Navigating the health care system
Navigating the health care system is essential for mental health treatment
With one in four adults in America expected to experience a mental health or substance abuse disorder each year, it is crucial to navigate the health care system to receive the care that you or a loved one may need.
That’s why the Colorado Division of Insurance (DOI), Colorado Behavioral Healthcare Council (CBHC), and Mental Health Colorado have joined together to offer these tips for understanding mental health needs and navigating Colorado’s mental health care system.
Here is a quick checklist for assessing one’s needs and accessing health care support:
- Determine whether you or a loved one needs help. Some signs you or a loved one may want to speak to a health professional include: confused thinking, prolonged sadness or irritability, feelings of extreme highs and lows, excessive fears or worries, social withdrawal, dramatic changes in eating or sleeping, strong feelings of anger, delusions, or suicidal thoughts. If in doubt, consider seeking help. Free online screening tools for common mental health conditions are available through the Mental Health America website: mentalhealthamerica.net/mental-health-screening-tools
- Determine whether your child needs help. Warning signs of mental illness can include extreme or strange behavior for the age and gender of the child such as aggressive, withdrawn, or hyper behavior or sudden, difficult-to-explain changes in behavior like a steep drop in grades.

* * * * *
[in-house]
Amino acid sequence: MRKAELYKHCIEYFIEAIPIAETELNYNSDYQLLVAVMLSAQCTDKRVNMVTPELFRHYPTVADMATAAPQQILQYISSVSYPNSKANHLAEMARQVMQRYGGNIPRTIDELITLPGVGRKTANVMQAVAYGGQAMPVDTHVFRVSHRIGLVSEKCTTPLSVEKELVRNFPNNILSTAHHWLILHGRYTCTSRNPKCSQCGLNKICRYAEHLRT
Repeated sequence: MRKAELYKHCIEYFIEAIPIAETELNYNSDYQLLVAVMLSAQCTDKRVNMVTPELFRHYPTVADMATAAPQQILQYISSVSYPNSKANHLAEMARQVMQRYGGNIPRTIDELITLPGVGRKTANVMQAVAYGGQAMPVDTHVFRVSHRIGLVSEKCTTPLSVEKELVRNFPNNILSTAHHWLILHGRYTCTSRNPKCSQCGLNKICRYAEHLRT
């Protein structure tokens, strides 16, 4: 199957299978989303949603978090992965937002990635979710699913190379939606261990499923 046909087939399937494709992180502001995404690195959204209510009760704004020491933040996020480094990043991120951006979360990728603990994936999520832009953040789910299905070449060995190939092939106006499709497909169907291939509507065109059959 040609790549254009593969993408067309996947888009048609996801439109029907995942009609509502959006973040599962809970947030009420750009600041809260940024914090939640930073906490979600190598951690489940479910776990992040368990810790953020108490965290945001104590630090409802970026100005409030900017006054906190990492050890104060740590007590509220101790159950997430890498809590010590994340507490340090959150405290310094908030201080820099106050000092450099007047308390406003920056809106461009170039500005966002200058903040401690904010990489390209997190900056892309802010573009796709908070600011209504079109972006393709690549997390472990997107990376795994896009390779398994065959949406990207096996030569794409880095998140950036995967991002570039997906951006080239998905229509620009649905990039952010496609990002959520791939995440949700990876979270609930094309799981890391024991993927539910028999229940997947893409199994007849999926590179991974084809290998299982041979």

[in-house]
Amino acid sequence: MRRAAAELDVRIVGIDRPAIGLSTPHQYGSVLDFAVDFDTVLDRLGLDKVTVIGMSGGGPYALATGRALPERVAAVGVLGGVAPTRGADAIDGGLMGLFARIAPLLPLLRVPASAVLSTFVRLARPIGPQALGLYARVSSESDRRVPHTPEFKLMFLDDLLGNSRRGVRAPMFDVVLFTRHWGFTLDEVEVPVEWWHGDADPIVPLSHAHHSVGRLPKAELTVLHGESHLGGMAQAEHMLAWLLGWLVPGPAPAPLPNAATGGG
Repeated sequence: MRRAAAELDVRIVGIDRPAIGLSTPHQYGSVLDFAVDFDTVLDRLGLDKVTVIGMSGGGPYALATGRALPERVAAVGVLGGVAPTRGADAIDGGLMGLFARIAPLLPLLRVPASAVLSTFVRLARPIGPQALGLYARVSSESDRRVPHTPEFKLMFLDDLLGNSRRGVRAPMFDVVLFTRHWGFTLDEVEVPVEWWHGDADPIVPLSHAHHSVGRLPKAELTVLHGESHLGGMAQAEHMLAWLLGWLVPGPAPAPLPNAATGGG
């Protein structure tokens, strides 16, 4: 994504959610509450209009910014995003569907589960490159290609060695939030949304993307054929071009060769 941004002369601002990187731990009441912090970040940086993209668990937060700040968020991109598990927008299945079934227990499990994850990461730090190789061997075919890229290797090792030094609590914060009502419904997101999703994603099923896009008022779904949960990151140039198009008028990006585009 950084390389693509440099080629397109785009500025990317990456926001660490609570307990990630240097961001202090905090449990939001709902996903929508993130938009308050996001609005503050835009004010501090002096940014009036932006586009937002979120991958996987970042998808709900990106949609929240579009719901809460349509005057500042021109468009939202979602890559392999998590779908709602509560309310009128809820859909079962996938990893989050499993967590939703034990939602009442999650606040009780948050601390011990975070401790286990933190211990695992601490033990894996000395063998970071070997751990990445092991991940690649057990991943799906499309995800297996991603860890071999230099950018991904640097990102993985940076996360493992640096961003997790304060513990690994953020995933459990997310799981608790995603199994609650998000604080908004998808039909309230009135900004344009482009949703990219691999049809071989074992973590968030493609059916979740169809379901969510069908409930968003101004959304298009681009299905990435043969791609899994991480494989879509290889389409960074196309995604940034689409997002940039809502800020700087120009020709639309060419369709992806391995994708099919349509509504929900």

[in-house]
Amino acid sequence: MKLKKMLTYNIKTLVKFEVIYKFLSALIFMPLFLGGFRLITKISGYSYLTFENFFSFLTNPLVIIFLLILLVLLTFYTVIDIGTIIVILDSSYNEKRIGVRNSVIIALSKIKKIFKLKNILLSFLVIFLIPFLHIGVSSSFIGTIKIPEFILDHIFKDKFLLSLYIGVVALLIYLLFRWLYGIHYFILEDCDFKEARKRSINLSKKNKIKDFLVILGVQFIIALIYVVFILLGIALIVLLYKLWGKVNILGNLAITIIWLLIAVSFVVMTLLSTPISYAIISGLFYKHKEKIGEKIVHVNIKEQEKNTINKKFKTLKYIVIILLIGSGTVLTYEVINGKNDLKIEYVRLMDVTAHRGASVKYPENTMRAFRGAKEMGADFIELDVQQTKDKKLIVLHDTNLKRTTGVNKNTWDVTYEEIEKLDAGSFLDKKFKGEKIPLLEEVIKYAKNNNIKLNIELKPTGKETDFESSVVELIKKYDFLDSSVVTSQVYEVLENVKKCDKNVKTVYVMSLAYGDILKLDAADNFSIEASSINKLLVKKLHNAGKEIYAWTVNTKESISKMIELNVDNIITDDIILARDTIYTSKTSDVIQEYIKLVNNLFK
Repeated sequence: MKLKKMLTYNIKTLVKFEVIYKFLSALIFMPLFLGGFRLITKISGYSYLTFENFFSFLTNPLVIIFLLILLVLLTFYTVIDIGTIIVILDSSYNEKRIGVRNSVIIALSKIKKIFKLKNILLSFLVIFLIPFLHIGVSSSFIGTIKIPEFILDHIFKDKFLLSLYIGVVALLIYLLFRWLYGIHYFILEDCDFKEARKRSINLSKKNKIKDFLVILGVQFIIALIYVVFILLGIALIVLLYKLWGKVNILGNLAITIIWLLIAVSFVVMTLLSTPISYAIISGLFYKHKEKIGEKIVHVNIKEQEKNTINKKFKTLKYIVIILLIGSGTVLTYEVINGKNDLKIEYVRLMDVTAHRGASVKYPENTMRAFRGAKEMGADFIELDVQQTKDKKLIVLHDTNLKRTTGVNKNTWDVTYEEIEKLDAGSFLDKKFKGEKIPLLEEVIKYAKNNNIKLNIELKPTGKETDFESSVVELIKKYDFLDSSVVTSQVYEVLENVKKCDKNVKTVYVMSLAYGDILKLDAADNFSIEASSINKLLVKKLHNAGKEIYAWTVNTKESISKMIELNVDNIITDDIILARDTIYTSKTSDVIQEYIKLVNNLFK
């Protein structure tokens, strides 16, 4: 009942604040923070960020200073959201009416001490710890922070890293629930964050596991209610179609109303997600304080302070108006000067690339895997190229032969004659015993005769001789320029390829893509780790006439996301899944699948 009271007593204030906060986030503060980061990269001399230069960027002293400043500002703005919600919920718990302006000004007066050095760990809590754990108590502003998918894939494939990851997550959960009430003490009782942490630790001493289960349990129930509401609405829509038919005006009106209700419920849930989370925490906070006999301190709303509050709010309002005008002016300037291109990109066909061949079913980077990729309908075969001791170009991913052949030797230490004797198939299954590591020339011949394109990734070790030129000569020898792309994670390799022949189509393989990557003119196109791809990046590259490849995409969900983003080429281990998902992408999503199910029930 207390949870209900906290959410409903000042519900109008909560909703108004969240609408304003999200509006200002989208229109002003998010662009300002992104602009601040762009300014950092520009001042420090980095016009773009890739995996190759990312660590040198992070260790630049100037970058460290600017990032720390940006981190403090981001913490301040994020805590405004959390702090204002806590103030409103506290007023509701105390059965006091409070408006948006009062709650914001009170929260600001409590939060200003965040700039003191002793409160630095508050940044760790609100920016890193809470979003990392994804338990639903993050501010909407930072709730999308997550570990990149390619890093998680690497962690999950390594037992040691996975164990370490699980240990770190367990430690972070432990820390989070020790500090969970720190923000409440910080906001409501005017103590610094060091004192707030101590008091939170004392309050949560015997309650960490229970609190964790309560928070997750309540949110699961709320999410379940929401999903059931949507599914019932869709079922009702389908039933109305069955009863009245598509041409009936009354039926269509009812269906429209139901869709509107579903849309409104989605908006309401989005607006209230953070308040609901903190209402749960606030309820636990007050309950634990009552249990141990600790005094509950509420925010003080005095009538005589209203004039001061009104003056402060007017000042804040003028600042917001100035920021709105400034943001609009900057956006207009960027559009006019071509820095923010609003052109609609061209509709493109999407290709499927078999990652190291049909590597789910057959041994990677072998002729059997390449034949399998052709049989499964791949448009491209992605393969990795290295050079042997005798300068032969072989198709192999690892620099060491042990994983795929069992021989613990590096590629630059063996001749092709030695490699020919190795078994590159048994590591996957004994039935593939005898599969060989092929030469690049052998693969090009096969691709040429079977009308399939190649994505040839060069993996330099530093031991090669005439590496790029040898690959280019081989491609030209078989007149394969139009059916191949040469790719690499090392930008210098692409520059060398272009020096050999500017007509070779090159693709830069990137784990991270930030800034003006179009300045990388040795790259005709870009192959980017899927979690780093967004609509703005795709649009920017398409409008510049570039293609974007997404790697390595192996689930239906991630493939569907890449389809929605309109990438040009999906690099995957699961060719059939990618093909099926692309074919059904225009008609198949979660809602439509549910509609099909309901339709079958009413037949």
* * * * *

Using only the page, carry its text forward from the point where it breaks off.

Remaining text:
- Tap into resources to find help. There are many national hotlines to call if you need to speak with someone immediately. The National Suicide Prevention lifeline is 800-273-TALK (8255). For general mental health questions, the Substance Abuse and Mental Health Services Administration (SAMHSA) is a good place to start. You can reach them at 877-SAMHSA7 (877-726-4727) or visit samhsa.gov. In Colorado, you can call the Colorado Crisis and Support Line – 844-493-TALK (8255) – to speak to a trained professional. It’s confidential and available 24/7.
- Use your existing health insurance. Your insurance company can provide a list of providers in your plan. Your primary care doctor may also be able to refer you to a mental health specialist.
- If you are uninsured, there are resources to help. Start with your community mental health center. You can find the mental health centers in your region of the state through the CBHC member regions map. SAMHSA provides a treatment locator to help you find services in your area. Other places to look include community health centers, university clinics, and linkingcare.org, a Colorado resource for information and services on prevention, treatment, and recovery from substance use and mental health conditions.